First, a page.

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Scam artist dents car, then gets Burnaby woman to pay for him to fix it

Witness stepped forward to call out fraud
Auto accident leaving a huge dent in the left front quarter panel.

Delores, a Burnaby senior, didn’t realize she had a dent in her car until a “very charming” young man pointed it out to her.

She was coming out of a Kensington Plaza store and had just gotten to her car when the man told her about the dent.

“He took me around the back of my car and there was a small dent in it,” she said.

The man then said he could “fix” the dent on the spot because he worked at a repair shop and wouldn’t charge much money.

“But he wanted money upfront and said I should go shopping some more while he did it,” Delores said. “He didn’t want me to watch. That’s when I started to get suspicious.”

It turned out to be a scam – a scam that the Better Business Bureau has warned people about in the past.

While she was trying to make up her mind, a middle-aged man came up to her and accused the man of making the dent himself.

“He said he saw the young man around the back of my car for a few minutes,” she said. “That’s when (the young man) threw up his hands and walked away.”

The BBB says it has received reports about persuasive strangers claiming to “fix” dents in your vehicle.

“When getting in or out of your vehicle, stay alert to the following tactics and avoid falling prey to this scam,” says a news release.

How the Scam Works

Someone approaches you in the parking lot of a store stating they noticed dents on your car. It just so happens that they work at a body shop and can fix them for you. They promise to charge a significantly reduced fee, and can even make the repairs on the spot while you are shopping. They might go as far as to say that you are supporting their small business, and that they have to seek out repair jobs in this way so they can stay open. However, if you agree to the repairs, you will more than likely end up with a ruined car exterior. 

“He was ‘fixing’ my car while I was in the store shopping,” wrote one scam victim. “When I came out, he had drilled a bunch of holes into the body of my car. He told me it was standard procedure to drill holes in order to pull out the dent. Then, he put a black putty thing all over the holes and told me not to take off the putty until 24 hours later. When I tried to take off the putty, it looked worse than before."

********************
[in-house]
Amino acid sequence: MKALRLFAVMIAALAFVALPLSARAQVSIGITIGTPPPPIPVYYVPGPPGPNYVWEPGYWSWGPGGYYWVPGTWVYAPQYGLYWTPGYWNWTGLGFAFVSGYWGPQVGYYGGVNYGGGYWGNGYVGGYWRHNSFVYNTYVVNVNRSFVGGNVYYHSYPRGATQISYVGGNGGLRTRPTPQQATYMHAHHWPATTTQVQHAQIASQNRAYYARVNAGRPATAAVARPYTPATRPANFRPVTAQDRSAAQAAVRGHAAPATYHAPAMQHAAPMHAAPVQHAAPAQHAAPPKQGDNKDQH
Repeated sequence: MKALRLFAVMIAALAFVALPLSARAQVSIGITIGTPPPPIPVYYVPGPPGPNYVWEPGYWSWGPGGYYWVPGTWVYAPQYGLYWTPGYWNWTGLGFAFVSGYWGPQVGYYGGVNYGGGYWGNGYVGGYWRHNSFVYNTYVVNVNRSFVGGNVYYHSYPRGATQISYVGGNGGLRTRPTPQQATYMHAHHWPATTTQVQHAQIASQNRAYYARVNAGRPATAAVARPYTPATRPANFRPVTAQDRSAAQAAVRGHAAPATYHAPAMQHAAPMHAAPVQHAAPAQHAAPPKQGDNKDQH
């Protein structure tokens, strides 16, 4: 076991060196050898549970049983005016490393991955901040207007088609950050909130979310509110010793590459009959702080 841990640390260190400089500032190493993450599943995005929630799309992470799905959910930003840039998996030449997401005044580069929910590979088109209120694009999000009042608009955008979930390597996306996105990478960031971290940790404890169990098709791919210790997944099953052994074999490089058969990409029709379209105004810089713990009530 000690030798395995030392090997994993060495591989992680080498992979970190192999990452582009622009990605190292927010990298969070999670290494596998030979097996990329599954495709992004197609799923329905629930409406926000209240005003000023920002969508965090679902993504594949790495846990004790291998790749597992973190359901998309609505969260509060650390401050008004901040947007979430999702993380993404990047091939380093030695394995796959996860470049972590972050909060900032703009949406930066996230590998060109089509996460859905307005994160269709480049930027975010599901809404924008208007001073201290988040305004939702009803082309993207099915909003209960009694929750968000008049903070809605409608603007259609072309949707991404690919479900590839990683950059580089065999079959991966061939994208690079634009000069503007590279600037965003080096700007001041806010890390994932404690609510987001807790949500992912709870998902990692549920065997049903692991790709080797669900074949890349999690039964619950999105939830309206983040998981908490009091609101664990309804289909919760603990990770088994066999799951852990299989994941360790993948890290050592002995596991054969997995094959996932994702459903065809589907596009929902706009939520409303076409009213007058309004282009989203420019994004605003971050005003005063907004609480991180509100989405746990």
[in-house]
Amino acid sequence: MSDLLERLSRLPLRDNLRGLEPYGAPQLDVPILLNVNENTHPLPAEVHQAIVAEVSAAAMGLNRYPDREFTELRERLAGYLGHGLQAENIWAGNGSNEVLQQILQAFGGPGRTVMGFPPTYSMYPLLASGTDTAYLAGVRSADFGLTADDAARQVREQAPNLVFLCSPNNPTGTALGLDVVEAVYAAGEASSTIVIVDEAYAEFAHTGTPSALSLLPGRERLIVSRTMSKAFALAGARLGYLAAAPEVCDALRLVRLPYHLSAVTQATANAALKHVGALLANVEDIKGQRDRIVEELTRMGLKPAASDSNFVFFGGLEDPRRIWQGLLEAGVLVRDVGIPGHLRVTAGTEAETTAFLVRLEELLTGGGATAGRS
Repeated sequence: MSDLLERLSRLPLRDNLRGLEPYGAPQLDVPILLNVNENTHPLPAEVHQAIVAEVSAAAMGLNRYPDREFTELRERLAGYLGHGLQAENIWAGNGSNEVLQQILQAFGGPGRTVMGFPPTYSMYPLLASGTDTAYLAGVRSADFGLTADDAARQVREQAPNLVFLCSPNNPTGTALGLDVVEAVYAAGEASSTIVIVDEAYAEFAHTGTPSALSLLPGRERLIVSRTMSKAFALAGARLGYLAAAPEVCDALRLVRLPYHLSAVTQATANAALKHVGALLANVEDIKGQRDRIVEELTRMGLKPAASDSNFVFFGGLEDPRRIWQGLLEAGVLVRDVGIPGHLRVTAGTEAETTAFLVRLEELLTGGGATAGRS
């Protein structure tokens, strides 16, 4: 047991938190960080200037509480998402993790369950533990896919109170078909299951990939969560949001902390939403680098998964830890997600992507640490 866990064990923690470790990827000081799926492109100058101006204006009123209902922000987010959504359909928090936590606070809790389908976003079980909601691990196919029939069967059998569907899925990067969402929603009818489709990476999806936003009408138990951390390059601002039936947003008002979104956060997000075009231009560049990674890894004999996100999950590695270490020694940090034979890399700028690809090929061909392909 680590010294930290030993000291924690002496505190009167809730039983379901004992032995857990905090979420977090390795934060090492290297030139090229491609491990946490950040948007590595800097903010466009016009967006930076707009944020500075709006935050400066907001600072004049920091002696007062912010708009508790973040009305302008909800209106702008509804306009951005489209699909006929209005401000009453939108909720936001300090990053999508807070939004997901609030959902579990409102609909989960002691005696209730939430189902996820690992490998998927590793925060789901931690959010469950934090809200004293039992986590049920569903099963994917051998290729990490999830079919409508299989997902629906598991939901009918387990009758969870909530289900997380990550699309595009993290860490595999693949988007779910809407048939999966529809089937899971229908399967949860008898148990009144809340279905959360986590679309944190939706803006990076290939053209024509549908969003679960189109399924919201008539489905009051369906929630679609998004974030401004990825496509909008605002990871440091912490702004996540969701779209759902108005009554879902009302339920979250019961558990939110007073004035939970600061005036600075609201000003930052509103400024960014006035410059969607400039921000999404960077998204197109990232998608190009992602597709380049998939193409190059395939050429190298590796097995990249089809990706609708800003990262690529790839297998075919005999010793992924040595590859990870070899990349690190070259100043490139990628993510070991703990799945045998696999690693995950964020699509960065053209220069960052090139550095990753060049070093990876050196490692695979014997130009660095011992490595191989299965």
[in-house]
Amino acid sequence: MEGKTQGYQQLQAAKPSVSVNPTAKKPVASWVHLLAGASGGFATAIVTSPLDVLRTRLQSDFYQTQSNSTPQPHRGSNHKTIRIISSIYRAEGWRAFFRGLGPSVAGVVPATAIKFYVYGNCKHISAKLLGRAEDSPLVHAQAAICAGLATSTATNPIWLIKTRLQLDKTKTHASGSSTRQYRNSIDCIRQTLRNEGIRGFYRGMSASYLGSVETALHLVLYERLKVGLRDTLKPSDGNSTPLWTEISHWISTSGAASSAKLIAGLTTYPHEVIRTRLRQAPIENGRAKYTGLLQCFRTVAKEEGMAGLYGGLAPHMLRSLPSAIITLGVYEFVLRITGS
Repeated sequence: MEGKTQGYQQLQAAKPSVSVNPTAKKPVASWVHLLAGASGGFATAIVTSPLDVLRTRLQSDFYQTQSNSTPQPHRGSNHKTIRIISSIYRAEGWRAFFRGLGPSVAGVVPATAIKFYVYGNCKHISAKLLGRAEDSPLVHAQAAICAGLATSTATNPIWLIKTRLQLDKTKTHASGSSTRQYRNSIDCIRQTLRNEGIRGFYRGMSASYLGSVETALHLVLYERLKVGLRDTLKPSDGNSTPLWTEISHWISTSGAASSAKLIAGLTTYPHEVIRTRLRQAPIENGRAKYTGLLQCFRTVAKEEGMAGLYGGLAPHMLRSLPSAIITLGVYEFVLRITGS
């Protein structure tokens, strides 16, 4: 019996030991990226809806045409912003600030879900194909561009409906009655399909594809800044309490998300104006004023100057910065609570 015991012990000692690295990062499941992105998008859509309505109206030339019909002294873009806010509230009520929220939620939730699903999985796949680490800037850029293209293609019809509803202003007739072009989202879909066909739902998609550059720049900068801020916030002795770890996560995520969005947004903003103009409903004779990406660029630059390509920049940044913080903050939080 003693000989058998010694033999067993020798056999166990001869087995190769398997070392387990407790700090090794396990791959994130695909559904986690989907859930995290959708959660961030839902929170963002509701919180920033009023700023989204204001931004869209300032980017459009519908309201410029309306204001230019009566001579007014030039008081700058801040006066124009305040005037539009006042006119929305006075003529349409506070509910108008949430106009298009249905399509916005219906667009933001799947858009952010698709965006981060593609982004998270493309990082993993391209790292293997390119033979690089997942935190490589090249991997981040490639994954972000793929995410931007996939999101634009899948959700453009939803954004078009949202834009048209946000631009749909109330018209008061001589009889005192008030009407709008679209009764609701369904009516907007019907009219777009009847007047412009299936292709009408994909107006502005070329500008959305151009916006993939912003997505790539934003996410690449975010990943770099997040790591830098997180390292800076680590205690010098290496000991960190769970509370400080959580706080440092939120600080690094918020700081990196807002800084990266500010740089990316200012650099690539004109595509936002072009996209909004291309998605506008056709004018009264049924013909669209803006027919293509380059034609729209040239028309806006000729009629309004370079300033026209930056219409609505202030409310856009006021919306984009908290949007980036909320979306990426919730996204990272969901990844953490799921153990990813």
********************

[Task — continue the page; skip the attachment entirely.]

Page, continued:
According to the descriptions submitted to BBB ScamTracker, when people questioned the work or the cost of the repairs, the individual appeared to become aggressive and tried to intimidate them. 

BBB recommends the following tips to avoid repair scams:

  • Be wary of unsolicited offers. This kind of scam starts with someone who just happened to drive by and notice the car needed a repair. If you are approached by a stranger in a parking lot offering repair services of any kind, be careful, ask questions, and think twice before agreeing to a repair job with no quality guarantees.
  • Don’t fall for high pressure sales tactics. Scammers will often pressure their target to accept their offer, and demand full payment upfront with a statement that the person will never get a better price anywhere else. Additionally, they only have time to do the repairs at that moment. High pressure, now-or-never sales tactics are a hallmark of scams.
  • Research repairmen and repair shops before you do business. Look up reviews and business ratings of any repair person or company before agreeing to any service. If you are dealing with an individual repairman, take a business card, and offer to check out the company they say they are representing to see if it is in fact legitimate and has positive customer reviews. Ask for references to call and verify the quality of their work. If the person cannot wait for you to research and compare companies, find someone else to do the job.


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